NFC West: Jake Reed

Larry Fitzgerald's thoughts on new teammate Patrick Peterson are worth our consideration (thanks to Kent Somers for pointing out Mike Silver's story).

According to the story, Fitzgerald saw Peterson, Von Miller and A.J. Green as players worthy of the fifth overall choice. Miller and Green were not available when Arizona selected Peterson, the highly rated cornerback from LSU. Fitzgerald on Peterson:
"He’s a can’t-miss player, a real difference-maker, and that’s exciting. Things have changed in this league. It’s a receiver-quarterback game now. That’s the name of the game and the wave of the future. We have to go against Sam Bradford twice a season. Tom Brady, Drew Brees, Matt Ryan, Aaron Rodgers, Peyton Manning -- the teams that have those guys are the teams that’ll be in the thick of it every year. And you can’t match up with these teams if you can’t stop them outside."

Silver also quoted Fitzgerald on a touchy subject -- the team's decision to select Levi Brown over Adrian Peterson with the fifth choice in 2007. According to Silver, Fitzgerald said coach Ken Whisenhunt "learned his lesson" in that draft. Whisenhunt has defended Brown against criticism, but Adrian Peterson was obviously a more dynamic talent. Fitzgerald:
"Whiz told me he learned his lesson with Adrian Peterson. If there’s an incredible athlete there, you take him, even if you don’t have a need. You find a place for him. It’s like the Vikings with Randy Moss [in 1998]. They had two star receivers in Cris Carter and Jake Reed; they didn’t need Randy. But he was the best player on their board, and it changed their team."

Whisenhunt's relationship with Fitzgerald has always been strong. Earlier this offseason, stories suggested Whisenhunt consulted with Fitzgerald on the team's options for a veteran quarterback. Fitzgerald reportedly favored Kevin Kolb and Marc Bulger, leaving the impression that the team was running personnel decisions through one of its players. This Adrian Peterson revelation comes as no shock, but it's not the sort of thing a head coach wants publicized.

Final Word: NFC West

October, 9, 2009
10/09/09
4:00
PM ET

NFC Final Word: East | West | North | South AFC: East | West | North | South

Posted by ESPN.com's Mike Sando


Five nuggets of knowledge about Sunday’s games:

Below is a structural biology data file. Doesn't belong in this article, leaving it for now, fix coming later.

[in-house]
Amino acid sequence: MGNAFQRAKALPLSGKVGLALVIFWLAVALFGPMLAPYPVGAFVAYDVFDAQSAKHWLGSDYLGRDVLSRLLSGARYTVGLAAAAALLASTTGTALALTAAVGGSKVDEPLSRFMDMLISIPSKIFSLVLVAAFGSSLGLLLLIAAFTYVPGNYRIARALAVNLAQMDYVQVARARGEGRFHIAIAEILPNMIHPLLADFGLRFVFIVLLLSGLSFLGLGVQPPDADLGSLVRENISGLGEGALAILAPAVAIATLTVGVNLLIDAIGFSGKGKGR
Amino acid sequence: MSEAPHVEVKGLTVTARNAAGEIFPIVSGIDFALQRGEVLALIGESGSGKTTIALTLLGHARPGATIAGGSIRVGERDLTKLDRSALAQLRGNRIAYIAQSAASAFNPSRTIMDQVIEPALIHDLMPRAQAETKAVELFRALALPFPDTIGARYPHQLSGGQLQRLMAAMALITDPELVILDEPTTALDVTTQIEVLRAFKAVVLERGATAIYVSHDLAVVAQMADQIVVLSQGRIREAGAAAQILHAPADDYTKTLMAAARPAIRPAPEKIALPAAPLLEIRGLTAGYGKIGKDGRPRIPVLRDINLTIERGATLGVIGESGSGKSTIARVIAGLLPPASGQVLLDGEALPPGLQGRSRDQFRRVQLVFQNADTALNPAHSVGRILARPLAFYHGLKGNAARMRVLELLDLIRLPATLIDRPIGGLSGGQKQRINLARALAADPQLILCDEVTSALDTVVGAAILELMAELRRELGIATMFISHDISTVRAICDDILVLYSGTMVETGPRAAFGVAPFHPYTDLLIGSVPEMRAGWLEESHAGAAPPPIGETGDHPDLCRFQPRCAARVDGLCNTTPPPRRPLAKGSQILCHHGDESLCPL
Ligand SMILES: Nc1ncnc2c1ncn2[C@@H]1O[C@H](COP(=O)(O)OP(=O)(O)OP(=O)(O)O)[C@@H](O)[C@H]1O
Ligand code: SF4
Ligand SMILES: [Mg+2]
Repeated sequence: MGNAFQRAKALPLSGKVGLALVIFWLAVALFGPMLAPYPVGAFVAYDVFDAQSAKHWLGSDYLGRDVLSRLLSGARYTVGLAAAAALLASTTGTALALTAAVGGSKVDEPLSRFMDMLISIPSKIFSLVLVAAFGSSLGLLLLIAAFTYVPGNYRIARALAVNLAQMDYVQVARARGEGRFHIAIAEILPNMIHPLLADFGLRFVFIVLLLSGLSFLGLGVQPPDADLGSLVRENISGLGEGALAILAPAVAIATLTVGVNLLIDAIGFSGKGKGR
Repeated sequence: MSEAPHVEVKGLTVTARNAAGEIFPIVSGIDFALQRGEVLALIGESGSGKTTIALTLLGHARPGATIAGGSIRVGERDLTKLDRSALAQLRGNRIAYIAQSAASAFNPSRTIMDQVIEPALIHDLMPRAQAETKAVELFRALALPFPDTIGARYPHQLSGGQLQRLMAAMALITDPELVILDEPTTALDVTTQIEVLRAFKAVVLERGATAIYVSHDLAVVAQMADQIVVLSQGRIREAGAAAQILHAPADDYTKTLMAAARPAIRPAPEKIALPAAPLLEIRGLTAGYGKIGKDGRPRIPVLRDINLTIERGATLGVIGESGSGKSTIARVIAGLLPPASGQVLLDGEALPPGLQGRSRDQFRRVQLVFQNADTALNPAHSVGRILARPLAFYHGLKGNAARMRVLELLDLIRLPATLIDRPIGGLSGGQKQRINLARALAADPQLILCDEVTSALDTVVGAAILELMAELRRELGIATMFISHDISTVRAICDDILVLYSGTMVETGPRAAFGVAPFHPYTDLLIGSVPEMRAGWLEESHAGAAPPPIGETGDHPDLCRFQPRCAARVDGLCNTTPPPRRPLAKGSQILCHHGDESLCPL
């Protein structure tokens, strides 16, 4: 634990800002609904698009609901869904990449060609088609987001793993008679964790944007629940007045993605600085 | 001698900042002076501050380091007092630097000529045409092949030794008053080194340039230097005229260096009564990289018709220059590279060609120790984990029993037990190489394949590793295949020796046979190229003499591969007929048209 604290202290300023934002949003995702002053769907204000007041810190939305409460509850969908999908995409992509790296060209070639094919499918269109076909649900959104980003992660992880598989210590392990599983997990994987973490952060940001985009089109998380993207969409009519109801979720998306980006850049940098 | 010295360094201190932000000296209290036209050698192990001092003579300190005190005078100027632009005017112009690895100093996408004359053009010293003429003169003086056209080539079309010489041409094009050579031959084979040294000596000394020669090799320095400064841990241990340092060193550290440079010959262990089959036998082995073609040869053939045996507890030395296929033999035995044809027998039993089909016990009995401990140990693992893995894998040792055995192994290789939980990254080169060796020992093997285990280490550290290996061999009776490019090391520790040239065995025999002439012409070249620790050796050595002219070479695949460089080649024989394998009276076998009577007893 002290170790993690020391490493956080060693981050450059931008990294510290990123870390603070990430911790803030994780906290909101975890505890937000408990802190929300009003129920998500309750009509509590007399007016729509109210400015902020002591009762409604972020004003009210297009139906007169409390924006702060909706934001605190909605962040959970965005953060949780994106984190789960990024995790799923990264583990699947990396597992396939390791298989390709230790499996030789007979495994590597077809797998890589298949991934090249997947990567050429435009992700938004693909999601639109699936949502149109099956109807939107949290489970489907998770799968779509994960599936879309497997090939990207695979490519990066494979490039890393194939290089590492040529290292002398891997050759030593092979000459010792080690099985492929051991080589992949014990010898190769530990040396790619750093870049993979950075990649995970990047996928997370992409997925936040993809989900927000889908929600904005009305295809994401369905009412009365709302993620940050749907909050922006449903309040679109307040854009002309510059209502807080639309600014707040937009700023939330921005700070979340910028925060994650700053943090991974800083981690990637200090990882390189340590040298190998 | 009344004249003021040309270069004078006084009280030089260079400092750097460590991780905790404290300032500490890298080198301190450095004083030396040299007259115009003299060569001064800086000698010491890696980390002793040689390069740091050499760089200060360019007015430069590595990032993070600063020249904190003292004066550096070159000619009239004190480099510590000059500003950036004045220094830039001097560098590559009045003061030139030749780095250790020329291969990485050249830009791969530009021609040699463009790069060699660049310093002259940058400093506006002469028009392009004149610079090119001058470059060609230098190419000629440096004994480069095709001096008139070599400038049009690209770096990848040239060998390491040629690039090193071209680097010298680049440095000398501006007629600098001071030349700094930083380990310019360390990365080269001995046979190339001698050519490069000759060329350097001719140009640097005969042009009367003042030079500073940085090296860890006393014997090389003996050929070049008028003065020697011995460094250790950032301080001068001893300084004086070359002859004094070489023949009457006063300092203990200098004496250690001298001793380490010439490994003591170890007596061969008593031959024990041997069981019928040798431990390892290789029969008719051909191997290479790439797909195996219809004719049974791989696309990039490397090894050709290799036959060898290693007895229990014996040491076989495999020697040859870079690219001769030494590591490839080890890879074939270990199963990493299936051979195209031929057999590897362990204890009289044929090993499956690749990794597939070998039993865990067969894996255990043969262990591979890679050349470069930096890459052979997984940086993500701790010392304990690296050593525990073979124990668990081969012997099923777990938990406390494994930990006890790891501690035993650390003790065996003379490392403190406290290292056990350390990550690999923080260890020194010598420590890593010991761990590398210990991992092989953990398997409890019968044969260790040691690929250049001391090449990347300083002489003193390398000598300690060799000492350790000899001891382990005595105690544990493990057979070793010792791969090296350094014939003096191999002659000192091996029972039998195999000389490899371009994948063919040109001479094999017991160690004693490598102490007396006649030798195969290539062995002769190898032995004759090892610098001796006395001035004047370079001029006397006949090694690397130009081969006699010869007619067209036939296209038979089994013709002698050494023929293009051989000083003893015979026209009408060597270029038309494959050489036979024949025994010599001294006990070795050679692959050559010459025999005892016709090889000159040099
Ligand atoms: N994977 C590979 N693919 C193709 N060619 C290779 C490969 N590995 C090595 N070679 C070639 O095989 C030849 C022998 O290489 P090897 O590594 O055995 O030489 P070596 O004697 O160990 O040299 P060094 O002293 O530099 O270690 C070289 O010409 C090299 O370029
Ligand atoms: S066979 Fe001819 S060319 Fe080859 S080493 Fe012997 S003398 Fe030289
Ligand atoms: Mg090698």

Chris Morrison/US Presswire
Kurt Warner should have all his key receivers in the lineup for just the second time this season.
Great expectations in Arizona. Larry Fitzgerald, Anquan Boldin, Steve Breaston and Andre Johnson caught 377 passes for 5,050 yards and 34 touchdowns last season. All four will be at University of Phoenix Stadium for only the second game between the Cardinals and Johnson's Texans. Boldin had nearly as many yards as Fitzgerald and Johnson combined in the only previous game between the Cardinals and Texans, but there is precedent for great receivers putting up fat numbers on the same field. On Dec. 18, 1995, Jerry Rice caught 14 passes for 289 yards and three touchdowns against Cris Carter's Vikings, with Carter catching 12 passes for 88 yards and two scores. The Vikings' Jake Reed added three catches for 90 yards and a touchdown, but the 49ers prevailed, 37-30, at Candlestick Park.

49ers defending the home turf. The 49ers have won their last five games at Candlestick Park, the third-longest current home winning streak in the league. Shaun Hill's home winning streak as a starter runs two games longer. He has 11 touchdowns, three interceptions and a 100.7 rating as a Candlestick starter. His efficient play within a conservative offense has helped the 49ers become a smarter team. They ranked last in the NFL in giveaways last season with 35. They have a league-low two so far in 2009. Keep an eye on Hill in the red zone. The 49ers have scored touchdowns five times in eight trips this season. The Falcons held the Patriots to one touchdown in five red-zone chances in Atlanta's most recent game.

Protecting Matt Hasselbeck. Though the season remains young, the Seahawks' next two games -- at home against the Jaguars and Cardinals -- could determine whether Seattle remains relevant in the NFC West race. Having Hasselbeck back in the lineup despite a broken rib gives the Seahawks a better chance to overcome shortcomings that have hurt them during their three-game losing streak. The big question is whether the Seahawks can adequately protect Hasselbeck now that both starting tackles are out. The Jaguars have managed only three sacks all season, a good sign for Seattle if Hasselbeck plays. Losing Hasselbeck to another injury and/or losing this game might prove disastrous.

Rams, NFC West need to save face. NFC West teams posted a 10-30 record outside the division last season. They are 1-6 outside the division this season, with the Cardinals' victory at Jacksonville standing as a lonely exception. Week 5 marks the second time this season NFC West teams play four games outside the division. All four lost in Week 3 even though three NFC West teams were at home. All four are home Sunday. Their opponents have a combined 10-5 record. Not looking good. As bad as NFC West teams have fared outside the division, the Rams haven't been any better within it. They've lost 10 division games in a row and 17 of 20 since 2006. It's an all-time upset if they shock the 4-0 Vikings at the Edward Jones Dome.

Tackling quickly key for Cardinals. Players catching Matt Schaub's passes have averaged 6.1 yards after the catch, the fifth-highest total in the league. That helps explain why the Texans' quarterback is averaging a healthy 8.1 yards per pass attempt, a yard more than the Cardinals' Kurt Warner is averaging. Cardinals cornerback Dominique Rodgers-Cromartie wasn't known for his tackling even before suffering a broken finger on his right hand in Week 3. Quickly wrapping up Johnson will be important.

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